From Citizendium, the Citizens' Compendium
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Museums and galleries
- Adjacent to Holyrood Palace, the Queens Gallery displays exhibitions of art from the Royal Collection.
- Edinburgh CastleOne of the UK's leading tourist attractions, the Castle's features include St Margaret's Chapel - Edinburgh's oldest building, dating from the 1100s; Crown Square - the main courtyard, developed in the 15th century; The Great Hall with a hammerbeam roof built by James IV; The Half Moon Battery, from the late 16th century; and The Scottish National War Memorial added after the First World War. The Edinburgh Military Tattoo is held each August in the esplanade outside the Castle.
- The City of Edinburgh Museums and Galleries Includes information on The Museum of Childhood and The Writers' Museum.
- The National Galleries of Scotland
- National Museum of Scotland Chambers' Street
- National War Museum at Edinburgh Castle
- National Museums Collection Centre Granton
- Surgeons' Hall Museums Royal College of Surgeons of Edinburgh, Nicolson Street
- City Art Centre Holds the City's collection of Scottish Art, and hosts temporary exhibitions.
- Georgian House at 7 Charlotte Square. Owned by the National Trust for Scotland. One of Robert Adam's designs for Charlotte Square, considered a masterpiece of urban architecture, and now restored as a typical 1790-1810 mansion. China, silver, paintings and furniture are on display.
- Gladstone’s Land, in the Lawnmarket, Royal Mile. Owned by the National Trust for Scotland, this is the 17th century tenement home of an affluent merchant.
- John Knox House
- The Leith Gallery Scottish contemporary art
- Royal Botanic Gardens founded in 1670 and moved to its present location in Inverleith in 1820.
- The National Gallery Designed by William Playfair, this is one of the finest galleries in Britain, containing works by Tintoretto, Titian, Poussin, Claude Lorraine, Rembrandt, Reynolds, Gainsborough, Chardin, Antonio Canova and Turner, as well as French Impressionists, and Scottish artists.
- Lady Stair’s House/Writer’s Museum on the Royal Mile, displays manuscripts, relics and memorabilia of Robert Burns, Sir Walter Scott and R.L. Stevenson.
- The Fruitmarket Gallery Changing international exhibitions of contemporary art, in the former Fruit Market south of Waverley Station in the center of Edinburgh.
- The Museum of Edinburgh, formerly known as Huntly House, occupies 16th and 17th century buildings in the heart of the Old Town. Exhibits include:the feeding bowl and collar belonging to Greyfriars Bobby; the National Covenant, the petition for religious freedom signed by Scotland’s Presbyterians in 1638; and the original plans for Edinburgh’s New Town drawn by architect James Craig.
- The Museum of Childhood on the Royal Mile, displays toys, costumes, books, dolls and games.
- National Portrait Gallery Queen St. Among the portraits on display are Allan Ramsay’s portrait of the philosopher David Hume, Alexander Nasmyth’s portrait of Robert Burns and Sir Henry Raeburn’s portrait of Sir Walter Scott.
- National Library of Scotland on George IV Bridge holds over 8 million books, thirteen million printed items and more than 1.6 million maps. The collection includes copies of the Gutenberg Bible, the original manuscript of Charles Darwin's Origin of Species, and Scotorum historiae a prima gentis origine (Hector Boece, 1527): the first printed book dedicated to the history of Scotland.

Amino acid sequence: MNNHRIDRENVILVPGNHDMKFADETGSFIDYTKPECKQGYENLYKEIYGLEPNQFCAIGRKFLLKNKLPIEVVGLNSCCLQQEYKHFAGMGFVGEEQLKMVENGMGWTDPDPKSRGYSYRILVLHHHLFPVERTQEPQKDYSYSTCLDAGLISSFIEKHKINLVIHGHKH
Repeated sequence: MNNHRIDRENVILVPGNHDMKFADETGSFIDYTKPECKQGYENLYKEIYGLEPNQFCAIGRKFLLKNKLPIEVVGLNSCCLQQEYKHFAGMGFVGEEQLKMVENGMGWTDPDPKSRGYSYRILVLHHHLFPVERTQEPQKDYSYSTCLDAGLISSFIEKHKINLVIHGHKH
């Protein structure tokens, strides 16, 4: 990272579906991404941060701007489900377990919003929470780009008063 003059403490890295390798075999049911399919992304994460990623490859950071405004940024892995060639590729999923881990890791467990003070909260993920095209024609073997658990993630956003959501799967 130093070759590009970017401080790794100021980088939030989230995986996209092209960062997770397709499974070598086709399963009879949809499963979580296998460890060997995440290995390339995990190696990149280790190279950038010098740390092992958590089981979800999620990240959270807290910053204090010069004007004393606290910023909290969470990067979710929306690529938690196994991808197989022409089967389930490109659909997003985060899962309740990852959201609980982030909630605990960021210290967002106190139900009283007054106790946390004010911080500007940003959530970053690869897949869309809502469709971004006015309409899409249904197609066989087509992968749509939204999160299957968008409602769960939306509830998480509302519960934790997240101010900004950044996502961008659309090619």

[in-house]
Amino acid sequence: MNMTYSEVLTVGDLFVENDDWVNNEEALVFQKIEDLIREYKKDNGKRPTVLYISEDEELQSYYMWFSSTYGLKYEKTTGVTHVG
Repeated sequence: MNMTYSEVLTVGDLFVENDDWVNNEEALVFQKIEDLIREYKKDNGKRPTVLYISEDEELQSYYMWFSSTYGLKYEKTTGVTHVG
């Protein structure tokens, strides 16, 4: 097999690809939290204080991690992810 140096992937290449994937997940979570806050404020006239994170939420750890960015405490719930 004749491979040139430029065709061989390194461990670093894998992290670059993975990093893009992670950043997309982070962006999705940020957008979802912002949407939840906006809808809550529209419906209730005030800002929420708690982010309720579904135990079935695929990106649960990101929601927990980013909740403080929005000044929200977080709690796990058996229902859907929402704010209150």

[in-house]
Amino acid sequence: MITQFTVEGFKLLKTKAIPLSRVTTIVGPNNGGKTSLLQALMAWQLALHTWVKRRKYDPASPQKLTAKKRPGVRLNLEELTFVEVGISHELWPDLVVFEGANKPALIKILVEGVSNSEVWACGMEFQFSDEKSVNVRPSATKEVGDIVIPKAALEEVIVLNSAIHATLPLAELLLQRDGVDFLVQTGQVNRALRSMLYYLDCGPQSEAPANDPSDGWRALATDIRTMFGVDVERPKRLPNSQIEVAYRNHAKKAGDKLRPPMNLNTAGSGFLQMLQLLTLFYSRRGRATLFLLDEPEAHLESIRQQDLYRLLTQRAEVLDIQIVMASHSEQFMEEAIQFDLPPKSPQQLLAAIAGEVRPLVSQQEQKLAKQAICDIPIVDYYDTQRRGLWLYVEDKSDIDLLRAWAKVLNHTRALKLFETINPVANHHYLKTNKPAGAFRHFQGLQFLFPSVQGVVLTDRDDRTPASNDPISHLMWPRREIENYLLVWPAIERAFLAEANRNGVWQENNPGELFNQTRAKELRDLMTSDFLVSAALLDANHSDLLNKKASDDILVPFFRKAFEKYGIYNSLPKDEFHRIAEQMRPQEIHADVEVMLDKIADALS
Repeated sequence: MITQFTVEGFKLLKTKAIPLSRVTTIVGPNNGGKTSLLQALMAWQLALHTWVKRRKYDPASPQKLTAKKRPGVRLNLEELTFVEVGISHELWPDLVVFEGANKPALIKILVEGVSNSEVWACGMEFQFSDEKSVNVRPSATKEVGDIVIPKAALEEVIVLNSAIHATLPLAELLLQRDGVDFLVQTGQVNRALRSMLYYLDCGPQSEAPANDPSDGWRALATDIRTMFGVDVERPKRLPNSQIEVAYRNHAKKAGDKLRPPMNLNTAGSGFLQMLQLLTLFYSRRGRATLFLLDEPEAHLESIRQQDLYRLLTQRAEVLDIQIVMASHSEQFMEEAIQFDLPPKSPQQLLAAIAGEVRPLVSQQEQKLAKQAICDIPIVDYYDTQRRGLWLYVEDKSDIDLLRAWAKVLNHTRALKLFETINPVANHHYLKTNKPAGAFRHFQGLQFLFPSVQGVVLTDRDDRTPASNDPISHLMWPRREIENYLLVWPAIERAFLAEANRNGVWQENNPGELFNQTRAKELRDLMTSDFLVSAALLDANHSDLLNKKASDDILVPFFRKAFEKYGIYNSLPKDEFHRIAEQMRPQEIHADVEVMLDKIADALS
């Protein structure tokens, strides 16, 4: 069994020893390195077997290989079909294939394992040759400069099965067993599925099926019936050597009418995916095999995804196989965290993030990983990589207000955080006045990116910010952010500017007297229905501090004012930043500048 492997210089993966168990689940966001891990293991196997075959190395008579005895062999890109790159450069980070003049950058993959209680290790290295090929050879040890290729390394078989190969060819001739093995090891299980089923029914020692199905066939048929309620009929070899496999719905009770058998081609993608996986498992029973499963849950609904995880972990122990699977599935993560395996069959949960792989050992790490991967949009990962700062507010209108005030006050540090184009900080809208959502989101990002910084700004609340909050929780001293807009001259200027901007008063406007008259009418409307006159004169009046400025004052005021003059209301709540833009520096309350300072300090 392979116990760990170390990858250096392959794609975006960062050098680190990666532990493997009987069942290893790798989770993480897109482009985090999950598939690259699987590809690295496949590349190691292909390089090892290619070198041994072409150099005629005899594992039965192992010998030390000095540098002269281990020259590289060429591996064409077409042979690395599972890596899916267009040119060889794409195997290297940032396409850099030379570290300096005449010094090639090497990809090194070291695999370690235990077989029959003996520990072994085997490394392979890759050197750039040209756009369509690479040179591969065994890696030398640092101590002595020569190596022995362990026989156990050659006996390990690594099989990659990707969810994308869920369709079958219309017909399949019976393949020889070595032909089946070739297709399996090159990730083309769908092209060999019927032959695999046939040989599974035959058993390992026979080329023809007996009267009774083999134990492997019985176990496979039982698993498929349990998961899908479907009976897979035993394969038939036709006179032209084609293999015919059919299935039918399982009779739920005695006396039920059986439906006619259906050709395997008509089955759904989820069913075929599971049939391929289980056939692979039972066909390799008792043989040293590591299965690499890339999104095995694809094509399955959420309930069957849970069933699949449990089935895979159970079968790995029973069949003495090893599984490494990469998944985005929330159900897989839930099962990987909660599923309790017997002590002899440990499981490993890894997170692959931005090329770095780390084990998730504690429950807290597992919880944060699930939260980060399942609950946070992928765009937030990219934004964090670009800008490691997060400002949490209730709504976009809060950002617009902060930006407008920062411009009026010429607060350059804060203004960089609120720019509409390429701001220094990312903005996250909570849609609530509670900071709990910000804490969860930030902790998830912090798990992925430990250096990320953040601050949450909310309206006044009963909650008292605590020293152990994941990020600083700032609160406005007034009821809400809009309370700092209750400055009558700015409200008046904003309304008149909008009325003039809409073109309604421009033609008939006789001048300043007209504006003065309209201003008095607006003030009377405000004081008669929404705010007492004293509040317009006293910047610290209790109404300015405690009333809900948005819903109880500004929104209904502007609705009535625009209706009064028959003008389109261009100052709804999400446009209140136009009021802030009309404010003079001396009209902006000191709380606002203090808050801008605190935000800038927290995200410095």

- The People's Story is housed in the late 16th century Canongate Tolbooth opposite the Museum of Edinburgh, on The Royal Mile. ' The People's Story ' uses oral history, reminiscence, and written sources to tell the story of the lives, work and leisure of the ordinary people of Edinburgh, from the late 18th century to the present.
- Mary King Close
- The Royal Scottish Academy
- Edinburgh and the Lothians Tourist Board
- Greyfriars Kirk
- Edinburgh's Flodden Wall (Old Town)
- A Tour of the City of Edinburgh from The Department of Geography at The University of Edinburgh
- the Palace of Holyroodhouse, founded as a monastery in 1128, is The Queen's official residence in Scotland. Mary, Queen of Scots lived here between 1561 and 1567. Today, the Palace is the setting for State ceremonies and official entertaining, and is open to the public when the Queen is not in residence there. Near the Queen's supper room, a brass tablet in the floor marks where the body of David Rissio, Queen Mary's secretary, was left after being stabbed repeatedly by several nobles. In 1745 the Palace was occupied by Prince Charles Edward Stuart (Bonnie Prince Charlie), the last Stuart to reside there.
- Holyrood Park (also known as the Queen's Park, because it is owned by the Queen) is probably the largest area of natural landscape remaining in the centre of any European city. The Park's 650 acres contains Arthur's Seat, Dunsapie Loch, the ancient ruin of St. Anthony's Chapel, and the Salisbury Crags.
- The Royal Observatory on Calton Hill
- Dynamic EarthVisitor attraction run by a charitable trust committed to the education and lifelong learning of Earth sciences
- The Scott Monument on Princes St. is a 200 ft. high neo-Gothic spire commemorating the poet and novelist Sir Walter Scott(1771-1832) with 64 statuettes of Scott's novels' characters. Four viewing platforms (287 steps by narrow stairs to the top) allow dramatic views of Edinburgh. Scott's novels were enormously popular in the early 19th century, and he is said by some modern scholars to have had a seminal influence on the development of the European novel genre, but his popularity with readers had declined markedly by the end of the 19th century and never recovered. The Monument, designed by self-taught architect George Meikle Kemp, was built between 1840 and 1846.
- Scotch Whisky Heritage Centre on the Royal Mile is an exhibition about the whisky making process.